IN THE past two weeks I’ve learnt a lot about gratitude.
It has been well documented that my husband was stretchered off a rugby field while I watched from a box just 20m away. Luckily, although the image of Sam in a neck brace will stay with me, he is OK. And for this, I will be forever grateful.
But that moment wasn’t where my road to expressing gratitude began.
About a week before our Sunday ambulance trip from the Sydney Cricket Ground to St Vincent’s Emergency, I had embarked upon a unique personal project. Inspired by an NRL initiative, for 21 days I resolved to write down three things I was grateful for each day.
Why? In simple terms, I was inspired to get happier.
On what turned out to be day one of the project I was dragged along to a Rabbitohs team presentation under false promises of “It’ll be quick” and “there’s free food.” I was, along with all the other unknowing partners, expecting another inspirational “footy memoir” to inspire and rally the boys around a common goal: winning (think:Remember The Titans meets 300: intense).
Instead, after giving Sam a few filthy looks over my missed My Kitchen Rulesepisodes, two minutes into Hugh van Cuyclenburg’s Resilience Project talk I was completely engaged. And I was being schooled on a topic most of us tend to shelve.
One in four adults have a mental illness.
In a room of 30 men, plus at least 15 partners and maybe 12 staff, around 14 of us will suffer from a mental condition. From anxiety to depression, anorexia nervosa to bipolar. It’s as possible as pulling a muscle. This statistic not only surprised me, it scared me.
The presentation was aimed primarily at a group of men whose profession leads them to go through extreme highs and lows on a weekly basis.
Sport is ups and downs, yes. But more importantly, life is ups and downs.
As I sat there surrounded by talented, gifted athletes listening to anecdotes of schoolchildren in India finding joy in the simplest of things like; shelter and toys made out of discarded wire, I thought about how often I am pissed off in traffic. I reflected on my eye rolls at phone bills. I was embarrassed that I get cranky when my email downloads take too long or that I complained when my mother called at the worst times.
I wondered what my mindset would be in the face of true adversity … What would yours be?
The Resilience Project encourages you to write down small, abstract things you’re grateful for that featured heavily in your mood on a particular day. This is opposed to the big three (i.e. the givens); husband/wife, family and friends. The majority of us would write these everyday. So, before I share my gratitude lists I’ll preface them by saying I am grateful for; my amazing husband, loving family and beautiful friends. Tick.
As a novice when it comes to controlling my often spiralling brain, simply setting the challenge opened my eyes to the smallest moments in my day. Moments which inadvertently triggered a smile or pulled me out of a mental funk. Moments like; meeting a deadline, scoring a park the day before Easter or even a KIDS FM In Da Club throwback.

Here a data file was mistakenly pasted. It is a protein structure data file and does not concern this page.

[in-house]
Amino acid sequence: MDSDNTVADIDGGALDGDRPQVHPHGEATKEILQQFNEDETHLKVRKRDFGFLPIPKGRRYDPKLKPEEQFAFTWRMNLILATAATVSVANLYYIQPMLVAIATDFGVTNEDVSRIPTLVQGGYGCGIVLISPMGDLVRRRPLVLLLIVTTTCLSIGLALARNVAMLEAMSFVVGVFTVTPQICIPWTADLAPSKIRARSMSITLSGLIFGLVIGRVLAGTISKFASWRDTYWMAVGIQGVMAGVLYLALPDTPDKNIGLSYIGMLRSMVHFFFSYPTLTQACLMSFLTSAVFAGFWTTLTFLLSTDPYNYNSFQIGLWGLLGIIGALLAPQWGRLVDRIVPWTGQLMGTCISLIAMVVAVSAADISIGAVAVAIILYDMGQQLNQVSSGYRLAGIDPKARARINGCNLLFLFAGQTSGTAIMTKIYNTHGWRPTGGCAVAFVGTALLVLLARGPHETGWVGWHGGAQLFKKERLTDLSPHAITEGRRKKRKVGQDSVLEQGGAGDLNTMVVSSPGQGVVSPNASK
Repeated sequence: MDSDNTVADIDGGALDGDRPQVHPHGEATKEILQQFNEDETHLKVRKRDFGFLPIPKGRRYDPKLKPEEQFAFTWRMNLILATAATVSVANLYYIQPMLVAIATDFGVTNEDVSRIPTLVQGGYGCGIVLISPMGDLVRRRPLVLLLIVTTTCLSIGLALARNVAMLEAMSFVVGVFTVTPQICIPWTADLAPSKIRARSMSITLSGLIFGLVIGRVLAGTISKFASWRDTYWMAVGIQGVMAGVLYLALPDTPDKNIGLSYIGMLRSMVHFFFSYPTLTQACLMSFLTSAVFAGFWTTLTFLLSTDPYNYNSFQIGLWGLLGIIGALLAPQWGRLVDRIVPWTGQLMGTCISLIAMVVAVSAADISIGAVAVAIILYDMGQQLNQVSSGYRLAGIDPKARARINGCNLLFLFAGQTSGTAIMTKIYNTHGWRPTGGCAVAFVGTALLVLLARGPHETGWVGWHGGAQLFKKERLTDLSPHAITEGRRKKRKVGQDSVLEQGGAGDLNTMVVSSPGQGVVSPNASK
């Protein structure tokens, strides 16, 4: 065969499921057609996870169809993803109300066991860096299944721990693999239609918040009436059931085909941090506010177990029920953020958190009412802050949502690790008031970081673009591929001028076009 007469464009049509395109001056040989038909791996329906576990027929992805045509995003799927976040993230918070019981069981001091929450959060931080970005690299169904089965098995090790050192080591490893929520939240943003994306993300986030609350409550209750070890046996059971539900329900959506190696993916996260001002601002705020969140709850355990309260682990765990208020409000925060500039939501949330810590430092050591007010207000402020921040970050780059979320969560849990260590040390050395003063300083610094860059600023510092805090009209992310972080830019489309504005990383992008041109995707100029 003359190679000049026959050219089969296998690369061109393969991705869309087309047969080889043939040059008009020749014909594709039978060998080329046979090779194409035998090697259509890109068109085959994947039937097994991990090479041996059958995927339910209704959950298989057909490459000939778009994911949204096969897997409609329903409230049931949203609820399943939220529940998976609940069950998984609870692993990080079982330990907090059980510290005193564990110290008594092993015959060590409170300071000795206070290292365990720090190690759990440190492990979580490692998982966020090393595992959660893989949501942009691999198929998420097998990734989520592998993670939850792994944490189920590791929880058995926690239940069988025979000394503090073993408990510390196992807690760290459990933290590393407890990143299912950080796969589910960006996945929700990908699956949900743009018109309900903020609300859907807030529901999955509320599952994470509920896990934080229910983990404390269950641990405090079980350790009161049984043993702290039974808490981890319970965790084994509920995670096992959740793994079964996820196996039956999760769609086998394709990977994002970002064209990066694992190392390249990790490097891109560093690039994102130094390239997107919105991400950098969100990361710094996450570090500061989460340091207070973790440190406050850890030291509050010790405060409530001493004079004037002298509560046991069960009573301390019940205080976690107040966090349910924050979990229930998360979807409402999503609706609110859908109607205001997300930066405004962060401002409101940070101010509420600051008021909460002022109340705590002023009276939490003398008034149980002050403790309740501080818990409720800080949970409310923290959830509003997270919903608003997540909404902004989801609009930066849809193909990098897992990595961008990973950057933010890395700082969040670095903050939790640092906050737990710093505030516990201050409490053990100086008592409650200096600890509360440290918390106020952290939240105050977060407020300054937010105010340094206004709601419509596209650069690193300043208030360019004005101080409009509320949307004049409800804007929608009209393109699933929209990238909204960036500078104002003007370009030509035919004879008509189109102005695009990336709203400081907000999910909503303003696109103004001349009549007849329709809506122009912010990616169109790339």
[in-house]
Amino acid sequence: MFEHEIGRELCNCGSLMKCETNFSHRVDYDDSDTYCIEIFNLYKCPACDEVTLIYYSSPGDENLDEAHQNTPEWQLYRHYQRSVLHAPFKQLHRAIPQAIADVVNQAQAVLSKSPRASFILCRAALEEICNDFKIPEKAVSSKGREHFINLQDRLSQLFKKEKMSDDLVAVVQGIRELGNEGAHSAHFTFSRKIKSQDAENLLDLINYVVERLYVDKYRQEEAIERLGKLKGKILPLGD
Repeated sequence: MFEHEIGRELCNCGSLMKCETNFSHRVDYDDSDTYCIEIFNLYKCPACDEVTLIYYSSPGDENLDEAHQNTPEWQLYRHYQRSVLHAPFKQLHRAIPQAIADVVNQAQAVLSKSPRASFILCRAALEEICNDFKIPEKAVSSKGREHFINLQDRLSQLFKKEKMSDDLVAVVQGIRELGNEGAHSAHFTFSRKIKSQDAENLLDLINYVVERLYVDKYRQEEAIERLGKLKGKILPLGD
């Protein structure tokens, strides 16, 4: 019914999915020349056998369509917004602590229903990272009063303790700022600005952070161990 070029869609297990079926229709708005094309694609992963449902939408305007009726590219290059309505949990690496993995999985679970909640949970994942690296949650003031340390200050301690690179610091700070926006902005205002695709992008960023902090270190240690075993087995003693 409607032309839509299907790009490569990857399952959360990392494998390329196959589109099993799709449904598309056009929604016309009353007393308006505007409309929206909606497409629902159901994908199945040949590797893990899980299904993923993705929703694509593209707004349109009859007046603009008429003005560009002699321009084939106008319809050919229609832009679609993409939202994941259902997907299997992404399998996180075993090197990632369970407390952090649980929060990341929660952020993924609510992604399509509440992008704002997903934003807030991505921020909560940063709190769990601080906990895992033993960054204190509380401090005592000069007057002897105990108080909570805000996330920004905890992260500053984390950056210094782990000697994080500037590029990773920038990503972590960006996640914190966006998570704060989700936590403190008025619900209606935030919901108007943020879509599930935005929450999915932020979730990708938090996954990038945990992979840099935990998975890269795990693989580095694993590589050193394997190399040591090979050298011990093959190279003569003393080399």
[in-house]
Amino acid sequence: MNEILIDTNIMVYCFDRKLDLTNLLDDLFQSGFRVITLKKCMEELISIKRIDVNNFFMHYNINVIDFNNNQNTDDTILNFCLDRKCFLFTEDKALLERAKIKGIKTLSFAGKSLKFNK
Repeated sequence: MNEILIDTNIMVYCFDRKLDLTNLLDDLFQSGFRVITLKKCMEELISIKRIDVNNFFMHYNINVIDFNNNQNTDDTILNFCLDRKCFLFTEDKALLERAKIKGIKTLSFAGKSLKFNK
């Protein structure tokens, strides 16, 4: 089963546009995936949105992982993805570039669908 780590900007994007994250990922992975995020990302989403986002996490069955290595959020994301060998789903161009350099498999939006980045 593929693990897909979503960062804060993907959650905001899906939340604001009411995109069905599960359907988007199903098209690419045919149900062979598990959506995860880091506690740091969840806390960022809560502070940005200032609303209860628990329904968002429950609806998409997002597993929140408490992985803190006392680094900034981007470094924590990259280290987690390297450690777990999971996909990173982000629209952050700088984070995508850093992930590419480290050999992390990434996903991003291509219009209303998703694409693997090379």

On Day three, I was having my fifth set of cortisone injections in my struggling back. Instead of succumbing to the irritation of being a chronic pain sufferer I wrote my gratitude list in the waiting room.
I am grateful for my doctor who doubles as my therapist.
I am grateful my parents forced me into paying for private health care when I was younger because health is expensive. On that note I am grateful for our access to healthcare.
I am grateful that my condition is manageable.
(PS. am also grateful for trashy magazines in the waiting room.)
On days four and five I became more creative and started being grateful for the Sydney sunshine after three days of rain, for pre-packaged chicken from About Life cafe that I tell Sam I’ve marinated all day. I was grateful for creativity, debate and opinions which challenge my own (note: that was on a day I lost a heated argument).
My grateful project has now become as much a part of my daily routine as my full-fat-weak-cappuccino. In the same way I use pilates techniques to train my core for physical strength, exercising my brain to channel positivity will, in time, lead to or maintain good mental health.
It’s a given there will be off days. Human moments. And PMS. But I now place value on being mentally healthy and can successfully identify a negative thought instead of letting it dominate my mood.
Gratitude is just the first step in the project, there is still Mindfulness and Empathy to conquer in the list of techniques for coping with the peaks and troughs of everyday life.
On day six of The Project, I experienced a true trough. As my world lay on a hospital bed surrounded by ER doctors and his family, I thought how lucky we were his eyes were open and his legs were moving.
In six days, I changed my perspective.